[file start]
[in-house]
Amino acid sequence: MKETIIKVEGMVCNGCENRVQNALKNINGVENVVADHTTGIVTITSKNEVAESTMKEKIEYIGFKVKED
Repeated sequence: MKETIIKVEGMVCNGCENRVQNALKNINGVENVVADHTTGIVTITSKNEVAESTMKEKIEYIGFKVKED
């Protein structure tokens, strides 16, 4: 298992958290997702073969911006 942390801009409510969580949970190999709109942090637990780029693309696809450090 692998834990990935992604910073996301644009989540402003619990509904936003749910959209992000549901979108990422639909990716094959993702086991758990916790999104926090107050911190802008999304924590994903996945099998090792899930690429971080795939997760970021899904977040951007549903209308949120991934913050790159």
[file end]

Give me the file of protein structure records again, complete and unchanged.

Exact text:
[in-house]
Amino acid sequence: MKETIIKVEGMVCNGCENRVQNALKNINGVENVVADHTTGIVTITSKNEVAESTMKEKIEYIGFKVKED
Repeated sequence: MKETIIKVEGMVCNGCENRVQNALKNINGVENVVADHTTGIVTITSKNEVAESTMKEKIEYIGFKVKED
């Protein structure tokens, strides 16, 4: 298992958290997702073969911006 942390801009409510969580949970190999709109942090637990780029693309696809450090 692998834990990935992604910073996301644009989540402003619990509904936003749910959209992000549901979108990422639909990716094959993702086991758990916790999104926090107050911190802008999304924590994903996945099998090792899930690429971080795939997760970021899904977040951007549903209308949120991934913050790159």